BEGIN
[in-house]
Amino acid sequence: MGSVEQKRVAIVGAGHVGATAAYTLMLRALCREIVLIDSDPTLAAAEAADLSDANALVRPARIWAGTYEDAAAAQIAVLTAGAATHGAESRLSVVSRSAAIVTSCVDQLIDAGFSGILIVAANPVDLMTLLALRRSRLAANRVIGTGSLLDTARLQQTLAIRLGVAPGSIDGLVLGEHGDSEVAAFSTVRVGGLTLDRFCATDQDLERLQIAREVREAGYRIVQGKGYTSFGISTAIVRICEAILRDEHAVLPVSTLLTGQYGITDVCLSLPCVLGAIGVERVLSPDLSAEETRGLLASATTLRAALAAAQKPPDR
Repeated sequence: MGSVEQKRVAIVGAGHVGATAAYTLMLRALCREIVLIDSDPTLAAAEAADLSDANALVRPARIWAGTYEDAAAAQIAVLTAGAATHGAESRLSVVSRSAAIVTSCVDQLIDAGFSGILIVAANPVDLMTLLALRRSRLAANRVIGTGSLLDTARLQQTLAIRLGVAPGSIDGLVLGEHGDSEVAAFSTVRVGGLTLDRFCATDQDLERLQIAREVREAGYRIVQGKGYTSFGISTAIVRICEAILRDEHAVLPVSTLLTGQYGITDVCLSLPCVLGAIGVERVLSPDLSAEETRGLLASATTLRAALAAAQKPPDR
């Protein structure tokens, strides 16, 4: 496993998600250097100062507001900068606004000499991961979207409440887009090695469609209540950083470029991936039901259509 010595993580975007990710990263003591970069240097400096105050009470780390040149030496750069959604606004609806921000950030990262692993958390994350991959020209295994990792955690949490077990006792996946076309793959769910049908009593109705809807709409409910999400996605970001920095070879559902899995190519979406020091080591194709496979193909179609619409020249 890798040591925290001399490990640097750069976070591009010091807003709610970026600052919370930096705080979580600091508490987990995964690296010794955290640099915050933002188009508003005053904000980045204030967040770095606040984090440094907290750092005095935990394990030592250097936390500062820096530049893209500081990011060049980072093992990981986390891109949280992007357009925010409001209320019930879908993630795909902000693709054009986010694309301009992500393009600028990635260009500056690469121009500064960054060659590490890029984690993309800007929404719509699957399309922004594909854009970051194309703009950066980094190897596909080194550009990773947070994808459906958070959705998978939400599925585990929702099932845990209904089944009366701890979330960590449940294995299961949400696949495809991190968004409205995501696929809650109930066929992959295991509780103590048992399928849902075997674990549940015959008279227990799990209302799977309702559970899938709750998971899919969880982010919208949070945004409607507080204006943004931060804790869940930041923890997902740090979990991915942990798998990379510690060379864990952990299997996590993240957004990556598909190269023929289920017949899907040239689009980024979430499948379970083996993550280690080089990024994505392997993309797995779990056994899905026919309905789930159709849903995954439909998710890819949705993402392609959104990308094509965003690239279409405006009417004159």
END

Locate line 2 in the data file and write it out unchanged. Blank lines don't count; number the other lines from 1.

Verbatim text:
Amino acid sequence: MGSVEQKRVAIVGAGHVGATAAYTLMLRALCREIVLIDSDPTLAAAEAADLSDANALVRPARIWAGTYEDAAAAQIAVLTAGAATHGAESRLSVVSRSAAIVTSCVDQLIDAGFSGILIVAANPVDLMTLLALRRSRLAANRVIGTGSLLDTARLQQTLAIRLGVAPGSIDGLVLGEHGDSEVAAFSTVRVGGLTLDRFCATDQDLERLQIAREVREAGYRIVQGKGYTSFGISTAIVRICEAILRDEHAVLPVSTLLTGQYGITDVCLSLPCVLGAIGVERVLSPDLSAEETRGLLASATTLRAALAAAQKPPDR